Big Pharma has stepped up its lobbying game ever since the federal NDP struck a deal to prop up the Liberals’ minority government contingent on several big-ticket items — including progress on national pharmacare.
Announced last March, the Liberal-NDP agreement hinges on the federal government launching a dental care program for low-income Canadians and “continuing progress towards a universal national pharmacare program by passing a Canada Pharmacare Act by the end of 2023.”
From March 2022 to January 2023, large pharmaceutical companies and lobby groups recorded just over three times more lobbying communications with Health Canada than their yearly average from 2015 to 2019, according to data compiled by the Council of Canadians. The Council of Canadians also identified an uptick in the insurance industry’s lobbying of Health Canada between March and January — a fourfold increase compared to the 2015-2019 average.
Public statements from large industry groups, like Innovative Medicines Canada, welcome the federal government’s efforts to improve access to pharmaceutical drugs but insist a national program must build on the existing private system and improve access for uninsured and underinsured Canadians.
Similarly, a written statement from the Canadian Life and Health Insurance Association said it is “supportive of the goal of universal pharmacare” and it's crucial the new program focuses on Canadians without coverage and “does not erode the benefits over 27 million Canadians depend on.”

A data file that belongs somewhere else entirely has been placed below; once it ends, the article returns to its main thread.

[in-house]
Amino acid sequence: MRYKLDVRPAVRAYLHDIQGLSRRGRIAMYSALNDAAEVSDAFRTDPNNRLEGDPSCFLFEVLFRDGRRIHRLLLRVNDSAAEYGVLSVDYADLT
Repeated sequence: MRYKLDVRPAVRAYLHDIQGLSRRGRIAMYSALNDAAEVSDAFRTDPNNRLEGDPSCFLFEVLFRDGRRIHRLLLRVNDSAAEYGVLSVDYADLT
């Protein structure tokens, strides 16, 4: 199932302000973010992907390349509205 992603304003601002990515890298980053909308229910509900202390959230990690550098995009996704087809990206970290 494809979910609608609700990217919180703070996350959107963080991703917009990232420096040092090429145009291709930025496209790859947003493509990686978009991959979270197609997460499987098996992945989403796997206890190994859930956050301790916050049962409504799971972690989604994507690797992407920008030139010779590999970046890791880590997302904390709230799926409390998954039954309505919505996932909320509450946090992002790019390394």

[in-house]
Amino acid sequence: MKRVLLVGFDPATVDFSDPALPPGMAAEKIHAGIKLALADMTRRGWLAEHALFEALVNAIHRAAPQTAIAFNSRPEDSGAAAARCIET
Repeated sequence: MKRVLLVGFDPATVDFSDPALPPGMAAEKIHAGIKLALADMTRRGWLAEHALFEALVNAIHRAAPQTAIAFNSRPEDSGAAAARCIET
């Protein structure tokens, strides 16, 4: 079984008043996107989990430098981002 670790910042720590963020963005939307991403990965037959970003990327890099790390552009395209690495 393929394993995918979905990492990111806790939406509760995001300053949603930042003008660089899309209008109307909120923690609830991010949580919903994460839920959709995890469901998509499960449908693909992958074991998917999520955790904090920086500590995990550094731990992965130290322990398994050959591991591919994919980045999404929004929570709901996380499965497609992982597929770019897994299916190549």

Many companies echo the association’s statement, including Hoffmann-La Roche. In an email, the company’s vice-president of strategic communications Laura Pagnotta added that “a public-private model in drug coverage should be maintained so all Canadians have the same, or better, coverage than they currently have today.”
This goes against advocates’ visions for a national public program that covers all Canadians. Pharmaceutical and insurance companies’ desire to maintain the current patchwork system and merely have the federal government “fill the gaps” left by private coverage protects the industry’s bottom line because a single-payer program would drive down drug prices, Donya Ziaee with the Council of Canadians wrote in a blog post last fall.
The lobbying numbers were revealed at the launch of the Fight for Pharmacare Alliance in Ottawa on Feb. 9. The national coalition includes the Canadian Labour Congress, the Canadian Health Coalition, Canadian Doctors for Medicare and Coalition solidarité santé.
Big Pharma has stepped up its lobbying game ever since the federal NDP struck a deal to prop up the Liberals’ minority government contingent on several big-ticket items — including progress on national pharmacare. #lobbying #cdnpoli
Progress on implementing pharmacare has been “excruciatingly slow,” said Nikolas Barry-Shaw, a trade and privatization campaigner with the Council of Canadians. Lobbyists from the two industries that stand to lose the most from a public pharmacare plan — pharmaceutical companies and insurers — have lobbied the Health Ministry 150 times in nine months, he said at the press conference. According to Barry-Shaw, this corporate influence is the answer to why pharmacare is moving at such a slow pace, and the new alliance will fight to accelerate it.
In an emailed statement, Innovative Medicines Canada’s director of media relations Marise Varanda said the national association represents Canada’s innovative pharmaceutical industry and “actively meets with government stakeholders to discuss various topics of importance to the health of Canadians.”